Troubleshooting Gas Chromatography: Reduced Peak Size (Loss of Sensitivity)

June 1, 2020
Tony Taylor
Tony Taylor

Tony Taylor is Group Technical Director of Crawford Scientific Group and CHROMacademy. His background is in pharmaceutical R&D and polymer chemistry, but he has spent the past 20 years in training and consulting, working with Crawford Scientific Group clients to ensure they attain the very best analytical science possible. He has trained and consulted with thousands of analytical chemists globally and is passionate about professional development in separation science, developing CHROMacademy as a means to provide high-quality online education to analytical chemists. His current research interests include HPLC column selectivity codification, advanced automated sample preparation, and LC–MS and GC–MS for materials characterization, especially in the field of extractables and leachables analysis.

LCGC North America

LCGC North America, LCGC North America-06-01-2020, Volume 38, Issue 6
Pages: 371

There are many potential causes of reduced peak size in gas chromatography (GC), and an inexperienced GC user may not know where to begin the troubleshooting process. Here, we review potential causes for reduced peak size in GC systems.

We are frequently asked about issues with reduced peak size in gas chromatography (GC). There are so many potential causes for reduced peak size that an inexperienced GC user may not know where to begin in the troubleshooting process. Sensitivity problems can be grouped by way of their presentation within the chromatogram:

All peaks sizes (heights and or areas) decrease–retention times do not change.

As always, it’s best to start with the most obvious possible causes.

  • If operating in split mode, check the inlet split ratio in the acquisition method and correct, if required.

  • If splitless mode with pressure pulse, check the inlet pulse pressure and duration in the acquisition method.

  • Check that the inlet and detector temperatures have been set correctly within the acquisition method.

  • Check that the sample vial contains sufficient liquid and use separate vials containing the same sample liquid for repeated injections to rule out the possibility of sample loss through a compromised septum (especially when analytes are highly volatile), and confirm the problem is reproducible.

  • Check that the autosampler syringe plunger is free within the barrel and does not leak. Observe an injection cycle and confirm that sample is being aspirated from the vial and that it the correct volume.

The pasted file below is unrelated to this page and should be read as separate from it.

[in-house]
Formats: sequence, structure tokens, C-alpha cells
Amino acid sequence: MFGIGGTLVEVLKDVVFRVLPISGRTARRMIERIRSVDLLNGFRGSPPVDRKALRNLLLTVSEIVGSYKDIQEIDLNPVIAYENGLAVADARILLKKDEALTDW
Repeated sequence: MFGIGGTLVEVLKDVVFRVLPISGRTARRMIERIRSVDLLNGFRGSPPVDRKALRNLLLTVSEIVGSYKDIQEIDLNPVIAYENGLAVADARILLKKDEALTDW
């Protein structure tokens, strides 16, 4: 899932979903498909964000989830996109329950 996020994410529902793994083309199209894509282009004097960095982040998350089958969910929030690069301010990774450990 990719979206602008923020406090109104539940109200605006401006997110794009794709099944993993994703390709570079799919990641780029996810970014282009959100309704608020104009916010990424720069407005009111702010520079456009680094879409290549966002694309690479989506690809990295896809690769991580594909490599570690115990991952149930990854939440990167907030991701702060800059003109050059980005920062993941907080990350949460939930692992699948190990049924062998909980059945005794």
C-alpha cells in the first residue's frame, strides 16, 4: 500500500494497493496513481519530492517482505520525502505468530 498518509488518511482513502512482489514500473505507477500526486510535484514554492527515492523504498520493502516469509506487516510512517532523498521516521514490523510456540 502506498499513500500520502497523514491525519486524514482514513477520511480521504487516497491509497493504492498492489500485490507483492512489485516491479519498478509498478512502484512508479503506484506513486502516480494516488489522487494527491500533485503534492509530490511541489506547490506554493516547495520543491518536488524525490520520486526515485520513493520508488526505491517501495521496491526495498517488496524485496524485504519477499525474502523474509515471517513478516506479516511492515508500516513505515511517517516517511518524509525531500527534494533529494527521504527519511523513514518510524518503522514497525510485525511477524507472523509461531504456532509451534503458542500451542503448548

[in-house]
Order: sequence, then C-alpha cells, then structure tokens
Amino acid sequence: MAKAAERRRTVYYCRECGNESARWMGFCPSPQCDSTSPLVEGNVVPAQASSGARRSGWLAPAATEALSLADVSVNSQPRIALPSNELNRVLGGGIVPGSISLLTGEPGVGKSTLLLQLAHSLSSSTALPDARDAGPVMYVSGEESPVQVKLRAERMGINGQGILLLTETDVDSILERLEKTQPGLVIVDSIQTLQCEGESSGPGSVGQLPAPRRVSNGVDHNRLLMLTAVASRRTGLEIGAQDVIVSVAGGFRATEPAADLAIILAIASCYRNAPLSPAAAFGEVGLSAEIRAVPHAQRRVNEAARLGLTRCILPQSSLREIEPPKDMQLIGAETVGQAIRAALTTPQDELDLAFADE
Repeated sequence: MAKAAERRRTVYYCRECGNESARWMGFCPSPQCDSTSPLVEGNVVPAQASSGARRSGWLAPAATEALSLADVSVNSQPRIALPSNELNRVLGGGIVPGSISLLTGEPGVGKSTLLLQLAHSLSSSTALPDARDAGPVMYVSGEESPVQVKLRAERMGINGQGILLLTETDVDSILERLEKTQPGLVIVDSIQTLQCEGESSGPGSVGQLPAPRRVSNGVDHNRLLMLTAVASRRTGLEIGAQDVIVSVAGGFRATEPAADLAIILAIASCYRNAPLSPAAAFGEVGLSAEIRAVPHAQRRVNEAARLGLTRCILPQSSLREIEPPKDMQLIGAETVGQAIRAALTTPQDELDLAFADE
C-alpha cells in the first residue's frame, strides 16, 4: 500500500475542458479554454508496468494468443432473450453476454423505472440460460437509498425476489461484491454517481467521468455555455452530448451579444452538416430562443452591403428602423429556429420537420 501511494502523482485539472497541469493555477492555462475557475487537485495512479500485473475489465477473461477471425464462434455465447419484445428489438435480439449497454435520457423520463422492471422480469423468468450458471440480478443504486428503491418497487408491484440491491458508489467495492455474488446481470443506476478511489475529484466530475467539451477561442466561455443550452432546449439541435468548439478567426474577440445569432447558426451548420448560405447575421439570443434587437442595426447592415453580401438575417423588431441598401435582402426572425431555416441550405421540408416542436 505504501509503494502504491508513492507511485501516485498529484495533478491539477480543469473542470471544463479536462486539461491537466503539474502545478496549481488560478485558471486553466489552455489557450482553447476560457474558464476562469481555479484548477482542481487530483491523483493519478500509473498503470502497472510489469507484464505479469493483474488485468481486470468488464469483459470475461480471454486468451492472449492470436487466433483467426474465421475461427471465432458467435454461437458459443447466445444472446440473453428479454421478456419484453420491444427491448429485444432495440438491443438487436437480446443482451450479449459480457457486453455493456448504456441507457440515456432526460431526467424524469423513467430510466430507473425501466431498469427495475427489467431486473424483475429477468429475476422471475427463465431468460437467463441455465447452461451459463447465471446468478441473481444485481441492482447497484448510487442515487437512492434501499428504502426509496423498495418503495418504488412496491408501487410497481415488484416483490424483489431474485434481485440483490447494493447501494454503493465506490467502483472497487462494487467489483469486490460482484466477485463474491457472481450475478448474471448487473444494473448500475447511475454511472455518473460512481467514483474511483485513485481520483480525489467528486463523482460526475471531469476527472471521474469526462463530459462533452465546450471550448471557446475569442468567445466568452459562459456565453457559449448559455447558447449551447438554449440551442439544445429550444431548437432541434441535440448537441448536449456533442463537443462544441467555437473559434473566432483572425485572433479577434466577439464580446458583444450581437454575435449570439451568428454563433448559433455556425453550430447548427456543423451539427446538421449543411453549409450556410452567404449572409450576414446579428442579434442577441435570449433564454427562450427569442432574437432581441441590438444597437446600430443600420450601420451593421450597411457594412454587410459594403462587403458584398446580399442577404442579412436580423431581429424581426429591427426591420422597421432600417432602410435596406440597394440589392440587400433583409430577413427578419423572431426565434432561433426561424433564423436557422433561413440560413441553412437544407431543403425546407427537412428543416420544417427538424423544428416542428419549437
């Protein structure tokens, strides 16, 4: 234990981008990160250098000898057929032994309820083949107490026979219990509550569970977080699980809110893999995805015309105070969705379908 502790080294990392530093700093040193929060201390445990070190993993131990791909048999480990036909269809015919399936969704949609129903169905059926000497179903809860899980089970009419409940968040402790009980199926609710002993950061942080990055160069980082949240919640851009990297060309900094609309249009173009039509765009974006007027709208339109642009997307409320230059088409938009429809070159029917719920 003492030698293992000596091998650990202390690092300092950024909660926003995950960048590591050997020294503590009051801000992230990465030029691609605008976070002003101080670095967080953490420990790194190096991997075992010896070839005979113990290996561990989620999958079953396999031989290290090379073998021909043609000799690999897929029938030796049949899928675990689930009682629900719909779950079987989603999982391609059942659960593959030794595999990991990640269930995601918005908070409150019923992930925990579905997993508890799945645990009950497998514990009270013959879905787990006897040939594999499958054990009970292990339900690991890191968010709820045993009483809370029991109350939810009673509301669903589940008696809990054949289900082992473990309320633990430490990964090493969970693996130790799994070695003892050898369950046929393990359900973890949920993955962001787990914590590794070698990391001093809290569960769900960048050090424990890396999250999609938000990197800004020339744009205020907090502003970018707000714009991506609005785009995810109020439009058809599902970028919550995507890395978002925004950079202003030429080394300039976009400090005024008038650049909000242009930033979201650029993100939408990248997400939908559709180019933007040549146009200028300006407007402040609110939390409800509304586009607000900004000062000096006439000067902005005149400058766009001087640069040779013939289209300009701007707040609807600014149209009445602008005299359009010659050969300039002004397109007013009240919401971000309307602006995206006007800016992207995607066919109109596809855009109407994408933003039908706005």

• Check and replace the inlet septum as required, and check that the correct liner has been installed.

  • Check that the sample preparation or dilutions are correct as per the sample preparation method.

  • With flame based ionizing detectors, check that the fuel gas ratios are appropriate and that all flow rates are as they should be (using a flow meter, checking one gas flow at a time), and check all applied voltages according to the manufacturers specification.

  • With MS detectors in selected ion mode, check the masses and dwell times of each ion within each SIM group to ensure that the cumulative ion count is matched to the acquisition method.

  • With MS detectors in scan mode, check the MS tune and verify that the repeller or accelerator voltage has not increased dramatically (indicating a dirty ion source), that the electron multiplier or MCP voltages have not increased dramatically (indicating a worn-out detector), and that the ionization energy is correctly set (typically 70 eV for electron ionization).

  • Check the detector attenuation range and set appropriately, as a secondary check. When the detector attenuation is incorrectly set, the signal-to-noise ratio for a given peak will not reduce, but the chromatogram will appear ”smaller.”
     

All peaks sizes (heights and areas) decrease. Retention times shift, no evidence of loss of efficiency (peak broadening)

  • Check that the correct column dimensions have been entered into the data system and that the correct column is installed, paying attention to the stationary-phase film thickness.

  • Check that the carrier gas is flowing at the correct volumetric flow rate using a calibrated flow meter.

  • Check that the carrier gas flow programming method is correct by selecting either constant pressure or constant flow operating modes.  In the latter, the carrier gas pressure will be ramped to achieve constant linear velocity of carrier through the column as the oven temperature increases and the carrier gas viscosity reduces.

  • Change the inlet septum to overcome any leaks that may be occurring during the injection phase.

All peaks sizes (heights and or areas) decrease–peaks are broadened, retention time shift may occur.

  • Check that the correct column has been installed and column dimensions and carrier gas flow rate are appropriate.

  • Check the column logs; if the column is old or has been used with dirty sample matrices, suspect that the column efficiency might have been reduced. 

  • Run a column test mix and compare with the result obtained originally.

  • If loss of column efficiency is suspected, trim 0.5–1 meters of column at the inlet end.

  • Verify that the column has been installed to the correct distance within the GC inlet and detector. For flame-based and ionizing detectors, check that the gas flows are correct paying particular attention to any make-up gas flow rates.

  • When all peak heights or areas reduce and the peaks broaden, the most obvious cause is a loss of efficiency within the chromatographic system.  This phenomenon should also lead a reduction in signal-to-noise ratio for analyte peaks.

 

Tony Taylor is the Chief Science Officer of Arch Sciences Group and the Technical Director of CHROMacademy. Direct correspondence to: LCGCedit@mmhgroup.com.

 

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